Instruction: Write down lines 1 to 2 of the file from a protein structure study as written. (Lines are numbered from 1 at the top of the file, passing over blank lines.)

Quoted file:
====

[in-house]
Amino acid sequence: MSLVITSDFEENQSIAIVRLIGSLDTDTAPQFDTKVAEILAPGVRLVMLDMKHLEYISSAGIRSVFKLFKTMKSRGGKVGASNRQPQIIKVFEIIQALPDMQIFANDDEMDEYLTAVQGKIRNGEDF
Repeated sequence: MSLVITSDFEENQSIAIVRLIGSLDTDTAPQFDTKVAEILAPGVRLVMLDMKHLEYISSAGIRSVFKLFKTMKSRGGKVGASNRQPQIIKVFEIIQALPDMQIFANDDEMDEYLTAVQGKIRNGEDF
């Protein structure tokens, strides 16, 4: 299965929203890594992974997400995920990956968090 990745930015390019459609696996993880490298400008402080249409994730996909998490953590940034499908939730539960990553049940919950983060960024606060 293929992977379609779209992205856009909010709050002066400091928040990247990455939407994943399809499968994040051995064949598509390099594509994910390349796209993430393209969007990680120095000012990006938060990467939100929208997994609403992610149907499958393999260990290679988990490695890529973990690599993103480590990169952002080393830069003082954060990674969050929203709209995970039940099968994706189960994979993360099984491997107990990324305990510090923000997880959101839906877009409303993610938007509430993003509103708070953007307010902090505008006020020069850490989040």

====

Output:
[in-house]
Amino acid sequence: MSLVITSDFEENQSIAIVRLIGSLDTDTAPQFDTKVAEILAPGVRLVMLDMKHLEYISSAGIRSVFKLFKTMKSRGGKVGASNRQPQIIKVFEIIQALPDMQIFANDDEMDEYLTAVQGKIRNGEDF